Similarly, the art of coopering is just that — an art — so consistency is key when it comes to providing luxury barrels they can be proud of sending out to consumers.
“What Douglas does is different from me, and I do it different from him, so we have a guy and he takes both of our knowledge and combines it,” said Byars. “We advise them, and usually nine times out of 10, people listen.”
Luckily for Seguin Moreau, though, Byars and Rennie didn’t listen when they were both told coopering was a, “dying trade,” over 40 years ago, and went against the grain to pursue this type of woodworking. They talk about the smells and sounds of a cooperage, the difference between an American and French oak — (the answer is the American one smells like bacon. Seriously.) — and the rest of the fanfare associated with making a beautiful barrel.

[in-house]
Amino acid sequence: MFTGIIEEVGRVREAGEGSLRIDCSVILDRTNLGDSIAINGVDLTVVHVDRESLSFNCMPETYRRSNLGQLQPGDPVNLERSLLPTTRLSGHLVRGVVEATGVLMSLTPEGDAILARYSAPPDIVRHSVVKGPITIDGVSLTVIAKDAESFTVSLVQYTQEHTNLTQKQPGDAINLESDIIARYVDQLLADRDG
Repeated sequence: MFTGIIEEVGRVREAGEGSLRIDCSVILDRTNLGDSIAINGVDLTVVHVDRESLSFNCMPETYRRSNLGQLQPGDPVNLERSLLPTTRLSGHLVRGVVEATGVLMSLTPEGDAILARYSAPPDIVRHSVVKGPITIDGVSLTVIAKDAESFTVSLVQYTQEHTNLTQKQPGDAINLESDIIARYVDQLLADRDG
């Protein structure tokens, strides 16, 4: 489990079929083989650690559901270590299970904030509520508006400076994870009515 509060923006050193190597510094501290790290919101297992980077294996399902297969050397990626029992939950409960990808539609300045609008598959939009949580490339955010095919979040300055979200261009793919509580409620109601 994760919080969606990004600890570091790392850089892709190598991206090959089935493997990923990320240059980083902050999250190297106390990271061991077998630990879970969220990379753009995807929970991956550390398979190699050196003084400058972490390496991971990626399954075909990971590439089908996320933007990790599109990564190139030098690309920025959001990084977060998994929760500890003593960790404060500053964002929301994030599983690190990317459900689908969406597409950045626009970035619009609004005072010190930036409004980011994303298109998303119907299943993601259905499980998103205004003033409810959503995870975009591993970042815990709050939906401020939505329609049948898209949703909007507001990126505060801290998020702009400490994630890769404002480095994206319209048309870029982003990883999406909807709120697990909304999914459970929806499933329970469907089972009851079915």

“People really don't know what we do, it's more of an education for them when they actually see it,” said Rennie. “It’s one of the oldest trades in the world, and we are still here and still doing it. Those of us who love coopering try to keep the little details, because it is really important for us to keep that part of coopering alive in 2021.”
Last year’s fires also threw Seguin Moreau a bit of a curveball, just not in the way one would think. Folks still ordered their barrels last year, but with fears of smoke taint, some chose not to fill them. The result? Fewer orders this year.
“A lot of customers had bought barrels, they took them, but they never used them. So this year is the hard part for us, because if they didn’t harvest, they still have the barrels,” said Rennie. “But we’ve always adapted when nobody wanted barrels anymore. Even to this modern day, we started making bourbon because of all of this smoke taint on grapes.”
From storing drinking water on Mayflower-ian voyages across the sea to hoarding gunpowder to fermenting Napa’s version of liquid gold, barrels have a long history, and with guys like Rennie and Byars around, they won’t let you forget it.
“We are still changing, and always learning how to survive.”
You can reach Sam Jones at 707-256-2221 and firstname.lastname@example.org.